This was the foundation of the Ward. Then, in the latter half of the 19th century, rapid changes began to occur. In the 1890s the T. Eaton Company began building its enormous brick-and-glass factories along the eastern border of The Ward. During that decade, and the early years of the 20th century, social reform, suffrage, and union membership was booming (as was missionary work and temperance activism). The Ward, as a working-class district, opened its arms and its cheap, crumbling rooms (often with no plumbing or street frontage) to the floods of immigrants arriving from Italy, China, Eastern Europe, Macedonia, and Finland. According to Lorinc, the population of Toronto increased from 56,000 to 376,000 between 1871 and 1911, a truly explosive growth.
The essays in this book paint a thorough and multifaceted portrait of The Ward. The contributors range from history professors to street nurses, to city archivists and journalists, to lawyers and activists. Many of them have roots in The Ward, and grew up with stories from their parents, grandparents, and great-grandparents that give a very human understanding of the neighbourhood.
I learned so many fascinating things reading this book. Among them were stories about the bootlegging trade; Chinese laundries; the freedom-seeking Black men and women who settled in the never-segregated Ward (two of whom went on to become Toronto’s first Black deputy mayor and Toronto’s first Black postman); the Eaton’s strike; the first Little Italy and the first Chinatown; the rag trade and the child newspaper sellers; the violence enacted on the Jewish community by the Presbyterian missionaries; the nuances of sex work in The Ward; and the heartwarming story of Merle Foster, a sculptor who provided whimsy, welcome, and treats from her art studio to the impoverished children of the neighbourhood.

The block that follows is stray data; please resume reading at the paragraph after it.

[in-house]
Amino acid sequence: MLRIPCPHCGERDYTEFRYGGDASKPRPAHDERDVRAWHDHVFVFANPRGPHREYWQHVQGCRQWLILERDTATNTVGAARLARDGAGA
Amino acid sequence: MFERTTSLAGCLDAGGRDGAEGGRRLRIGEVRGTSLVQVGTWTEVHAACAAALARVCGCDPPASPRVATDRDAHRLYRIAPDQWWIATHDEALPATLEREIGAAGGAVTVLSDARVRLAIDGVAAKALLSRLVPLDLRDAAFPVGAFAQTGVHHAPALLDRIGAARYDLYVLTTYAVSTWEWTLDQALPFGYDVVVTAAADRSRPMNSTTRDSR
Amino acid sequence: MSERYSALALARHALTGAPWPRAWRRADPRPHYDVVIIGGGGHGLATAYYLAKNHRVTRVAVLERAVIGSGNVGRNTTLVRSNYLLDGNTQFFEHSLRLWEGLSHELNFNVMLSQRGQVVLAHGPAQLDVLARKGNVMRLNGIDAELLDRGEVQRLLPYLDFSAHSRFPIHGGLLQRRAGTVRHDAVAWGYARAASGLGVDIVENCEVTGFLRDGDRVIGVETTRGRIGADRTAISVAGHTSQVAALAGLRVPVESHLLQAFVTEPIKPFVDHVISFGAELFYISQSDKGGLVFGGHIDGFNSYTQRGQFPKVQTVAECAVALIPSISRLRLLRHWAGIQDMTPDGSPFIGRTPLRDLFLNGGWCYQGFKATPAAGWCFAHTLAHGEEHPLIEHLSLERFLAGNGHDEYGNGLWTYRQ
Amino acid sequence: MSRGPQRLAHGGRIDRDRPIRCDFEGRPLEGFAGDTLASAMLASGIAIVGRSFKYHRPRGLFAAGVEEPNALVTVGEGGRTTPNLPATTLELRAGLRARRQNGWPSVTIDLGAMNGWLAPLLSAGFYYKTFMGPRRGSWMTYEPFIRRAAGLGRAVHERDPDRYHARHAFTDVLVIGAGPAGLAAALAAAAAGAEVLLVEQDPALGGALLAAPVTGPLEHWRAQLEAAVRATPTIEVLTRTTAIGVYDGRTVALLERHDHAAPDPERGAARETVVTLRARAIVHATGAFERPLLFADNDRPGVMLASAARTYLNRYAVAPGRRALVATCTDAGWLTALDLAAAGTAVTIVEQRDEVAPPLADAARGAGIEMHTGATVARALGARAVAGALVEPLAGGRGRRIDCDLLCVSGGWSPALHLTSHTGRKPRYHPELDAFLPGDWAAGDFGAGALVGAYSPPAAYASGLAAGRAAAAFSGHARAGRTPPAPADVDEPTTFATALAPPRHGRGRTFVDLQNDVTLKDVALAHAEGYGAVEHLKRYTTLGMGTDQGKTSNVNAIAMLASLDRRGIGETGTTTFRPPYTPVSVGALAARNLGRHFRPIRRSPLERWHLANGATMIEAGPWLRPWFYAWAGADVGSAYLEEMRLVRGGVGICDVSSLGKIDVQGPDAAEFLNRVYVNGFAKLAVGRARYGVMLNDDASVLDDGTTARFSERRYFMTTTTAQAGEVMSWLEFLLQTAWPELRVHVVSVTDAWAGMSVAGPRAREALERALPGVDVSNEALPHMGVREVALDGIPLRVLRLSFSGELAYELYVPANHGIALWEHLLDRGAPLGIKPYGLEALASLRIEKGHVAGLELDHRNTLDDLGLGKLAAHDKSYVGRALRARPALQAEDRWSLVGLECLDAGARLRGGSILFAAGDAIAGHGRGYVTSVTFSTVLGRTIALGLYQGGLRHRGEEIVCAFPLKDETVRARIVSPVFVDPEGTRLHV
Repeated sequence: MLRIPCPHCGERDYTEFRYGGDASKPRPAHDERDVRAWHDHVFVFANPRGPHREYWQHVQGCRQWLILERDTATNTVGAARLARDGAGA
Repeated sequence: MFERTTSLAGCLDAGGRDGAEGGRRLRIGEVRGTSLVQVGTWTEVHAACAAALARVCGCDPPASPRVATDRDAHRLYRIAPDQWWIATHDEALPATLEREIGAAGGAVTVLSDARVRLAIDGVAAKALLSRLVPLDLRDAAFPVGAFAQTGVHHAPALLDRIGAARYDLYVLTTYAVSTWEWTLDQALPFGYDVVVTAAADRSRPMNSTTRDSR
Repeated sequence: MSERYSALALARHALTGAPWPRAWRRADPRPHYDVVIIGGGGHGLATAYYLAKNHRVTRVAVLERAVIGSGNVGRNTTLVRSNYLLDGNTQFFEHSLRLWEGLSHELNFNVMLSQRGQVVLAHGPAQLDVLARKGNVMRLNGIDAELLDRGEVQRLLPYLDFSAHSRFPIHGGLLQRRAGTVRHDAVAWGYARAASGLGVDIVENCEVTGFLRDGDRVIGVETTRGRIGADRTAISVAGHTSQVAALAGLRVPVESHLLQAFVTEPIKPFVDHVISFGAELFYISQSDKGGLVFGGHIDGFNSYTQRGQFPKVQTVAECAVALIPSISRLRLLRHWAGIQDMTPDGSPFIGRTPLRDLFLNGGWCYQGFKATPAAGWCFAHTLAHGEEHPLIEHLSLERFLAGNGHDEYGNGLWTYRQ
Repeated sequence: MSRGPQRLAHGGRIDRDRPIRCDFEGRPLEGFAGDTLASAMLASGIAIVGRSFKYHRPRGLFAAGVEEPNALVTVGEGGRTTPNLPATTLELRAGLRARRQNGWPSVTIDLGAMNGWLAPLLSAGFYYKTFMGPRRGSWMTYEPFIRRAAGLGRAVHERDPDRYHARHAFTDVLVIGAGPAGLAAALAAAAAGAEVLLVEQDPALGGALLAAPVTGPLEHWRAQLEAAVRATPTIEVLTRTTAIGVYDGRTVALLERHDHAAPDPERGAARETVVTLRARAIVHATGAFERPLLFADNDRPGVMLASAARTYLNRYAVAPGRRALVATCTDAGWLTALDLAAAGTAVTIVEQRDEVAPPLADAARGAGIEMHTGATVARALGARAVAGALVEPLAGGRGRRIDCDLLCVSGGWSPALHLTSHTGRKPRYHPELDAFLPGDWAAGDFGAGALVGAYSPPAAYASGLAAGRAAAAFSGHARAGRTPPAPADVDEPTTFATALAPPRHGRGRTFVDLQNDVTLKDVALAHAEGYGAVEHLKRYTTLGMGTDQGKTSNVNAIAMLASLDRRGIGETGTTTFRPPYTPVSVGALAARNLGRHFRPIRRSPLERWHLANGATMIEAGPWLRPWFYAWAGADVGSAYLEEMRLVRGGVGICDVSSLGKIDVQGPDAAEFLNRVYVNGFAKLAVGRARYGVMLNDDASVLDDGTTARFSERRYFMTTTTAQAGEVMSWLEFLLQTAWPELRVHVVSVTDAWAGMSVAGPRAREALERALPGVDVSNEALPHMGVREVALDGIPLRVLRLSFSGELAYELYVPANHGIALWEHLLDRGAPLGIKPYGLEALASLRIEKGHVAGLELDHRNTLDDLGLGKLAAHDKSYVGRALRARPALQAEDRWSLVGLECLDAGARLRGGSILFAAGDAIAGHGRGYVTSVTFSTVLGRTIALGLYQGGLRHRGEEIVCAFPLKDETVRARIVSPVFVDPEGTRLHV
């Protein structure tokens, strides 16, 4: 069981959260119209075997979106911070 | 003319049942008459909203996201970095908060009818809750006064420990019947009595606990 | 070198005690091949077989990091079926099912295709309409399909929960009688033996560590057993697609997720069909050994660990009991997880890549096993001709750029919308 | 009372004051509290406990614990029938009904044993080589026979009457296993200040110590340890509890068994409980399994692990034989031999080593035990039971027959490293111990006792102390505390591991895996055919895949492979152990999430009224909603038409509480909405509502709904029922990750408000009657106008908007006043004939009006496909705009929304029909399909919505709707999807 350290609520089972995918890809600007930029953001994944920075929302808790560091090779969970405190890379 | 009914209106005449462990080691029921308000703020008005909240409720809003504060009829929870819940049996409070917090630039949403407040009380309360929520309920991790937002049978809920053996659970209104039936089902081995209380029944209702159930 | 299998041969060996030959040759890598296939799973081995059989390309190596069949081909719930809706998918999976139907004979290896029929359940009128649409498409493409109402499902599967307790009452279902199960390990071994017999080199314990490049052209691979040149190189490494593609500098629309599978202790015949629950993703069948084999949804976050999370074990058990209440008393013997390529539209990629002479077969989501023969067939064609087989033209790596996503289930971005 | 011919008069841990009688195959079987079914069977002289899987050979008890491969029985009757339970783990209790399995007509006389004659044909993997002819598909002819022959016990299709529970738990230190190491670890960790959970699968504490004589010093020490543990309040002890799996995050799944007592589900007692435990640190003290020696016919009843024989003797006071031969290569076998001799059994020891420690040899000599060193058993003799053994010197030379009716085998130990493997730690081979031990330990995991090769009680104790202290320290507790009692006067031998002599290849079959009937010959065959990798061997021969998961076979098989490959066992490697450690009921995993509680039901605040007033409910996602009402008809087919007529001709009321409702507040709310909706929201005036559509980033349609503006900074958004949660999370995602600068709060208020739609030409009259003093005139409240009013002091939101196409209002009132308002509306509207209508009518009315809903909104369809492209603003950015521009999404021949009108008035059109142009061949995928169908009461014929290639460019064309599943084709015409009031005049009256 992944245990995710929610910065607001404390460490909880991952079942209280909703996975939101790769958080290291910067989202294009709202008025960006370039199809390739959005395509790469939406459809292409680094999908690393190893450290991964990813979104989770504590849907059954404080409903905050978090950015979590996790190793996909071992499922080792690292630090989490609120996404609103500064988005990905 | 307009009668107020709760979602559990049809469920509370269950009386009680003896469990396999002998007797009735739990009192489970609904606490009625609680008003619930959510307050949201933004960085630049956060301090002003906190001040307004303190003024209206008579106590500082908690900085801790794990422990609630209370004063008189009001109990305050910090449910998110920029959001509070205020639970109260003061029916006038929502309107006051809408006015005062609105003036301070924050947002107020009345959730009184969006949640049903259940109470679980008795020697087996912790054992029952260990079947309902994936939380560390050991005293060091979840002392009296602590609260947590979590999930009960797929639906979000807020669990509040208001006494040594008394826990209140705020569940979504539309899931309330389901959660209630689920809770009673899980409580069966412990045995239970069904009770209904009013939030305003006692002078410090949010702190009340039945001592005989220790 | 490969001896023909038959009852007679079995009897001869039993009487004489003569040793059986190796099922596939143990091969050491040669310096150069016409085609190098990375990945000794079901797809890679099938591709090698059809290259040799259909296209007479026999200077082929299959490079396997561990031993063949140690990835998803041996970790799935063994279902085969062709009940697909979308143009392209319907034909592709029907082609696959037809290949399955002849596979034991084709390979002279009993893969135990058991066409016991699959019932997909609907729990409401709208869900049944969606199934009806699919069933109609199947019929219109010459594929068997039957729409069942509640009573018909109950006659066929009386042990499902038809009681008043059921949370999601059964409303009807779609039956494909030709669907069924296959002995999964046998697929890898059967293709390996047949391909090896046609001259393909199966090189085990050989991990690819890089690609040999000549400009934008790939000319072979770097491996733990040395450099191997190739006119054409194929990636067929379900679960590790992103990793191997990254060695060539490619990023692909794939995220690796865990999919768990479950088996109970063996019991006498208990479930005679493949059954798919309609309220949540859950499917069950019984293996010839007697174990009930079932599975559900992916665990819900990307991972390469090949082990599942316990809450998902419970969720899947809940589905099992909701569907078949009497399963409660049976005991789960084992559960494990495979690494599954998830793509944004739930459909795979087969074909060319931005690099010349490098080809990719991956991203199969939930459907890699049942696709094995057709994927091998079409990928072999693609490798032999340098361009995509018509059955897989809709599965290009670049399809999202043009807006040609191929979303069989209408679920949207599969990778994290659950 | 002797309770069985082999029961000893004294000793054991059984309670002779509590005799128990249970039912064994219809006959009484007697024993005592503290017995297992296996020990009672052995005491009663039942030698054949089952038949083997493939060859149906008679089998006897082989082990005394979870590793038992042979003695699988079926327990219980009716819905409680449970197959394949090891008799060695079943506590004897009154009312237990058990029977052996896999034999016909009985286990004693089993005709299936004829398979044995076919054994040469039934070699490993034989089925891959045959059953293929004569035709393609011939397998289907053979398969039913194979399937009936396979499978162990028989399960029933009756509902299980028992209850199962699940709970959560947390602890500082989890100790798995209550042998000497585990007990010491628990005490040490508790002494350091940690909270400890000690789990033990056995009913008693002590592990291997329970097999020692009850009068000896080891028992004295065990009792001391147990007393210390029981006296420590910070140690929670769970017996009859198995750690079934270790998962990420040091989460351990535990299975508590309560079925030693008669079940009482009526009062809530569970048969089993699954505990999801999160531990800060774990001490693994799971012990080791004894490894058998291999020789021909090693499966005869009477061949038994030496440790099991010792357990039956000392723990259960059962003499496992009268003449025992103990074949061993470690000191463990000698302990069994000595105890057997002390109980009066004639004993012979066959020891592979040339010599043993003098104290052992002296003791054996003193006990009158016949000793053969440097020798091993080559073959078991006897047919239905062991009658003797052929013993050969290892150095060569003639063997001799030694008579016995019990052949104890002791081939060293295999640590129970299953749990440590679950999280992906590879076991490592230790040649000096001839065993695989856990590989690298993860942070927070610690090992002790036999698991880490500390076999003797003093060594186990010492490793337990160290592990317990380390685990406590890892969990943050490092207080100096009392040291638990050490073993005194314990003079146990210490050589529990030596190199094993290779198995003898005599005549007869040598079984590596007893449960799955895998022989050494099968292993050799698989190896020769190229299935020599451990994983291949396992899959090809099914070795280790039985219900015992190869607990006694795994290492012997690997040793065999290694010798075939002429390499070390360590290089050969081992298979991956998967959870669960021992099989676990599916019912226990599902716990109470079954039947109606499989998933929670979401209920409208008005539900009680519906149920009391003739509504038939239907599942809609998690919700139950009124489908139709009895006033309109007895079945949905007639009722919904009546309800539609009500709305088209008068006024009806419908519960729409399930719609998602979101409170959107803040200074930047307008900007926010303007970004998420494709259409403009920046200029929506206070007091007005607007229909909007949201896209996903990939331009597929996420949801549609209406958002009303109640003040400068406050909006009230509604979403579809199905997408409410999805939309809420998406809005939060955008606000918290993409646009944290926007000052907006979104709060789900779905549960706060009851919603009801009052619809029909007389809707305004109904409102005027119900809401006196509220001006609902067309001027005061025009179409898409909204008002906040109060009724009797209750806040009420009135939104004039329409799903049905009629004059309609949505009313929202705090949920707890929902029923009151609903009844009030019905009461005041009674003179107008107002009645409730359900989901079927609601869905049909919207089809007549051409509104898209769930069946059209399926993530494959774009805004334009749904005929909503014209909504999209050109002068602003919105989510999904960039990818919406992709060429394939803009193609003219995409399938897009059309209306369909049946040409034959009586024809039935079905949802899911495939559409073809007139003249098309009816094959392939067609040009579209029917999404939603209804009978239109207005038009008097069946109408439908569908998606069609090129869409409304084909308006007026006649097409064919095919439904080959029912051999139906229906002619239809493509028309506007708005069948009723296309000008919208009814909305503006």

The Ward certainly had its issues. The dense population and the lack of sanitary living conditions were a breeding ground for disease, and the crushing poverty was very real. For every hardworking entrepreneur or labourer who made a go of it, there was an equally hardworking person who was not able to. The sometimes horrific living conditions of the neighbourhood were well documented, primarily by city photographer Arthur Goss. Nevertheless, The Ward was also a home, in many ways a place of opportunity, and, above all, a place of community.
Sadly, though, the city officials of the time saw nothing redeeming in this neighbourhood that was branded a slum. After the second world war, “urban renewal” became the priority. In an essay by U of T professor of housing and community development J. David Hulchanski, the deliberate eradication of The Ward is described.
Urban renewal was seen as the answer to The Ward’s blighted streets — it meant clearing away much of what existed and starting over. Existing government buildings, like the Land Registry Office, were replaced with a new city hall and a new courthouse. The city also expropriated and then demolished The Ward’s residential areas.”“Unrealized Renewal” by J. David Hulchanski
In writer and heritage specialist Tatum Taylor’s essay “Storytelling is Part of the Story,” she writes about the way The Ward was portrayed in the media over the years — from an undesirable slum and a moral danger to a romanticized peculiarity. “The Ward was not an area that many non-residents frequented,” she writes, “so published descriptions had heightened potential to shape public opinions.” Perhaps something to consider today, as urban renewal, gentrification, and displacement continue to affect low-income communities.
Today this area of Toronto bears no resemblance to the neighbourhood it used to be, although ghosts of The Ward are still found in people’s memories, the odd keepsake, and the exhibits in The Toronto Ward Museum. It’s first on my list of places to visit the next time I’m in the city.